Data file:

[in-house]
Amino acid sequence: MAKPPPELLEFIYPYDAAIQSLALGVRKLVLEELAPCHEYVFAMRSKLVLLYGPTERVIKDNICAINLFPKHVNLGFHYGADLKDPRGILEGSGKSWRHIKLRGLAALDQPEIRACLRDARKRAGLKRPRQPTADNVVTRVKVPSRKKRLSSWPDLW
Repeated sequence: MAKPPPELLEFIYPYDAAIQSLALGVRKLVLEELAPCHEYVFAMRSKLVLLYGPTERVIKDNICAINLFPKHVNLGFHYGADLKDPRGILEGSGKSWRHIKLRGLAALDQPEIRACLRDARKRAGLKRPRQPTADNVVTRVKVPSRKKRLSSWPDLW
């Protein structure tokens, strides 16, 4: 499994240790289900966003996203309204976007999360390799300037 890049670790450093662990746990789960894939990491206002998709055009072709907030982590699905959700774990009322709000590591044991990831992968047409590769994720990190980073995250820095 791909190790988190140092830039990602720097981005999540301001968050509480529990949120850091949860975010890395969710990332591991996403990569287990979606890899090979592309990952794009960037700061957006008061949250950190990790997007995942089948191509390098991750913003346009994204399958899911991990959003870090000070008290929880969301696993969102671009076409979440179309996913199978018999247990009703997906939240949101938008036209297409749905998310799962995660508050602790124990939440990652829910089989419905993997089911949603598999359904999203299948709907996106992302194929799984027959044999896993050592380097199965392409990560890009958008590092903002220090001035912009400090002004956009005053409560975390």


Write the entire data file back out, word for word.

[in-house]
Amino acid sequence: MAKPPPELLEFIYPYDAAIQSLALGVRKLVLEELAPCHEYVFAMRSKLVLLYGPTERVIKDNICAINLFPKHVNLGFHYGADLKDPRGILEGSGKSWRHIKLRGLAALDQPEIRACLRDARKRAGLKRPRQPTADNVVTRVKVPSRKKRLSSWPDLW
Repeated sequence: MAKPPPELLEFIYPYDAAIQSLALGVRKLVLEELAPCHEYVFAMRSKLVLLYGPTERVIKDNICAINLFPKHVNLGFHYGADLKDPRGILEGSGKSWRHIKLRGLAALDQPEIRACLRDARKRAGLKRPRQPTADNVVTRVKVPSRKKRLSSWPDLW
């Protein structure tokens, strides 16, 4: 499994240790289900966003996203309204976007999360390799300037 890049670790450093662990746990789960894939990491206002998709055009072709907030982590699905959700774990009322709000590591044991990831992968047409590769994720990190980073995250820095 791909190790988190140092830039990602720097981005999540301001968050509480529990949120850091949860975010890395969710990332591991996403990569287990979606890899090979592309990952794009960037700061957006008061949250950190990790997007995942089948191509390098991750913003346009994204399958899911991990959003870090000070008290929880969301696993969102671009076409979440179309996913199978018999247990009703997906939240949101938008036209297409749905998310799962995660508050602790124990939440990652829910089989419905993997089911949603598999359904999203299948709907996106992302194929799984027959044999896993050592380097199965392409990560890009958008590092903002220090001035912009400090002004956009005053409560975390």